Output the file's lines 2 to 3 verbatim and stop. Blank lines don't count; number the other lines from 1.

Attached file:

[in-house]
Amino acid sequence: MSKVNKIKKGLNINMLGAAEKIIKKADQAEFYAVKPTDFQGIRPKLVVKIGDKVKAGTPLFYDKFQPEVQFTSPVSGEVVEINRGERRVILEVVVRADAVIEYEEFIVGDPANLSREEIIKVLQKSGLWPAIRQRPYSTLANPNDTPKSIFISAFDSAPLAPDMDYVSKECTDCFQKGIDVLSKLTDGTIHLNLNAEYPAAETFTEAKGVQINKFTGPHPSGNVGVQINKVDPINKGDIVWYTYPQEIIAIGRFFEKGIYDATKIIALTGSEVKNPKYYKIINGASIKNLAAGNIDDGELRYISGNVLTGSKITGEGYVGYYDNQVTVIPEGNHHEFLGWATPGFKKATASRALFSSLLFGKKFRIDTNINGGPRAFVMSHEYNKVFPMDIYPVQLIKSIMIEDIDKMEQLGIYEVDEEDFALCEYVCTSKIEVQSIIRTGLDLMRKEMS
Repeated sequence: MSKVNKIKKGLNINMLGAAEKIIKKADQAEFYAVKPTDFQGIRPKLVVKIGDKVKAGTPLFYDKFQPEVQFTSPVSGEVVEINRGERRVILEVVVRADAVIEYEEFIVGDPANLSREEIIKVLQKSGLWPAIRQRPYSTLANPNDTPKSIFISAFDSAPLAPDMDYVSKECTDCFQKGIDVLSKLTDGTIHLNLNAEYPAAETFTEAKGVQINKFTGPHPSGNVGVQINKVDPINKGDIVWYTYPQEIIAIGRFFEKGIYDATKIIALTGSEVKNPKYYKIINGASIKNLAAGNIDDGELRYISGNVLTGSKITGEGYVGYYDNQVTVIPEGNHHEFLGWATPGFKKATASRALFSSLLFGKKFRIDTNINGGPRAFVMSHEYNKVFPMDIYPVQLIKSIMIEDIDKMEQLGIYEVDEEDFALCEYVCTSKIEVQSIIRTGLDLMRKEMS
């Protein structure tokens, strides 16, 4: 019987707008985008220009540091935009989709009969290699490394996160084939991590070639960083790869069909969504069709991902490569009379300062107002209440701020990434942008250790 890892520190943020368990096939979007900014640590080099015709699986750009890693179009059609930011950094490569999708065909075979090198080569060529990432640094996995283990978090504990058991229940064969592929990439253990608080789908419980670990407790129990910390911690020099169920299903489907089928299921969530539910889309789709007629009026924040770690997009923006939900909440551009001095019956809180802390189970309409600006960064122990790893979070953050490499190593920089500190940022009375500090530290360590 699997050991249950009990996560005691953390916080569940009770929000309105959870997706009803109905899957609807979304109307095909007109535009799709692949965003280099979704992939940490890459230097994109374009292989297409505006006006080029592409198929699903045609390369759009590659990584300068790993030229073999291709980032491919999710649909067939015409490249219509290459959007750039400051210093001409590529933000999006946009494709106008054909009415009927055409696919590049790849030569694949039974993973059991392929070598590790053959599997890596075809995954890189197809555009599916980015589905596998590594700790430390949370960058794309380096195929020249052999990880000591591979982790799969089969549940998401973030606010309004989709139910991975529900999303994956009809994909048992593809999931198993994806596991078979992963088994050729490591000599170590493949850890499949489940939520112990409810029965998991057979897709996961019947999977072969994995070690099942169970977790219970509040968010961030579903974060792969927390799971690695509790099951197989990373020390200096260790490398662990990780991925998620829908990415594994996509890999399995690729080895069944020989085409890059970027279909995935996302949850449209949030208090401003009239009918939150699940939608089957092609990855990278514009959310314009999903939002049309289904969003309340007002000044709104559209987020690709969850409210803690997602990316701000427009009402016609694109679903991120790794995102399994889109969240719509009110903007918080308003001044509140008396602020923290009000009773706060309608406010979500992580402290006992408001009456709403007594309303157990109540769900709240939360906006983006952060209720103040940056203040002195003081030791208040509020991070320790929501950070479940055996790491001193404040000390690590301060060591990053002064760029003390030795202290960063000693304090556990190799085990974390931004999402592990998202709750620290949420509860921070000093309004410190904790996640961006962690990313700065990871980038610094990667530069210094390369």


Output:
Amino acid sequence: MSKVNKIKKGLNINMLGAAEKIIKKADQAEFYAVKPTDFQGIRPKLVVKIGDKVKAGTPLFYDKFQPEVQFTSPVSGEVVEINRGERRVILEVVVRADAVIEYEEFIVGDPANLSREEIIKVLQKSGLWPAIRQRPYSTLANPNDTPKSIFISAFDSAPLAPDMDYVSKECTDCFQKGIDVLSKLTDGTIHLNLNAEYPAAETFTEAKGVQINKFTGPHPSGNVGVQINKVDPINKGDIVWYTYPQEIIAIGRFFEKGIYDATKIIALTGSEVKNPKYYKIINGASIKNLAAGNIDDGELRYISGNVLTGSKITGEGYVGYYDNQVTVIPEGNHHEFLGWATPGFKKATASRALFSSLLFGKKFRIDTNINGGPRAFVMSHEYNKVFPMDIYPVQLIKSIMIEDIDKMEQLGIYEVDEEDFALCEYVCTSKIEVQSIIRTGLDLMRKEMS
Repeated sequence: MSKVNKIKKGLNINMLGAAEKIIKKADQAEFYAVKPTDFQGIRPKLVVKIGDKVKAGTPLFYDKFQPEVQFTSPVSGEVVEINRGERRVILEVVVRADAVIEYEEFIVGDPANLSREEIIKVLQKSGLWPAIRQRPYSTLANPNDTPKSIFISAFDSAPLAPDMDYVSKECTDCFQKGIDVLSKLTDGTIHLNLNAEYPAAETFTEAKGVQINKFTGPHPSGNVGVQINKVDPINKGDIVWYTYPQEIIAIGRFFEKGIYDATKIIALTGSEVKNPKYYKIINGASIKNLAAGNIDDGELRYISGNVLTGSKITGEGYVGYYDNQVTVIPEGNHHEFLGWATPGFKKATASRALFSSLLFGKKFRIDTNINGGPRAFVMSHEYNKVFPMDIYPVQLIKSIMIEDIDKMEQLGIYEVDEEDFALCEYVCTSKIEVQSIIRTGLDLMRKEMS